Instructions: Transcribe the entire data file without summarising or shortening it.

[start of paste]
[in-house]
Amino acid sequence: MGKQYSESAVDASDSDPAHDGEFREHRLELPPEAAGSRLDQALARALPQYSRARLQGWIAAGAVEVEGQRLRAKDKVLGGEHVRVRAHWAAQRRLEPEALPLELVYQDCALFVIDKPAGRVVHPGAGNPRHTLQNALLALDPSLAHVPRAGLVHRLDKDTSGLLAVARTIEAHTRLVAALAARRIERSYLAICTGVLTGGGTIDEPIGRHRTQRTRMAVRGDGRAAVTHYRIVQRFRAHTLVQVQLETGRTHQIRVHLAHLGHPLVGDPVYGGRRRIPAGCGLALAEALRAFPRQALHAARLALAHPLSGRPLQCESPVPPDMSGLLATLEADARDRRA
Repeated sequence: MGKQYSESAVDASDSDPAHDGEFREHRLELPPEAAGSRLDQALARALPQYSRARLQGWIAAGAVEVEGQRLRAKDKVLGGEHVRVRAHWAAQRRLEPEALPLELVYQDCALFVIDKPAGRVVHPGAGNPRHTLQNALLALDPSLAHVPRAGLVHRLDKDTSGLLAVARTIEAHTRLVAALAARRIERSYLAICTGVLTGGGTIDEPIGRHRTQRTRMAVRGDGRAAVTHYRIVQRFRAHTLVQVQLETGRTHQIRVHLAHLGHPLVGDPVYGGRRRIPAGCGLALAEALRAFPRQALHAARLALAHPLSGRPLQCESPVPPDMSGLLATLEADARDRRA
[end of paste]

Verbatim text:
[in-house]
Amino acid sequence: MGKQYSESAVDASDSDPAHDGEFREHRLELPPEAAGSRLDQALARALPQYSRARLQGWIAAGAVEVEGQRLRAKDKVLGGEHVRVRAHWAAQRRLEPEALPLELVYQDCALFVIDKPAGRVVHPGAGNPRHTLQNALLALDPSLAHVPRAGLVHRLDKDTSGLLAVARTIEAHTRLVAALAARRIERSYLAICTGVLTGGGTIDEPIGRHRTQRTRMAVRGDGRAAVTHYRIVQRFRAHTLVQVQLETGRTHQIRVHLAHLGHPLVGDPVYGGRRRIPAGCGLALAEALRAFPRQALHAARLALAHPLSGRPLQCESPVPPDMSGLLATLEADARDRRA
Repeated sequence: MGKQYSESAVDASDSDPAHDGEFREHRLELPPEAAGSRLDQALARALPQYSRARLQGWIAAGAVEVEGQRLRAKDKVLGGEHVRVRAHWAAQRRLEPEALPLELVYQDCALFVIDKPAGRVVHPGAGNPRHTLQNALLALDPSLAHVPRAGLVHRLDKDTSGLLAVARTIEAHTRLVAALAARRIERSYLAICTGVLTGGGTIDEPIGRHRTQRTRMAVRGDGRAAVTHYRIVQRFRAHTLVQVQLETGRTHQIRVHLAHLGHPLVGDPVYGGRRRIPAGCGLALAEALRAFPRQALHAARLALAHPLSGRPLQCESPVPPDMSGLLATLEADARDRRA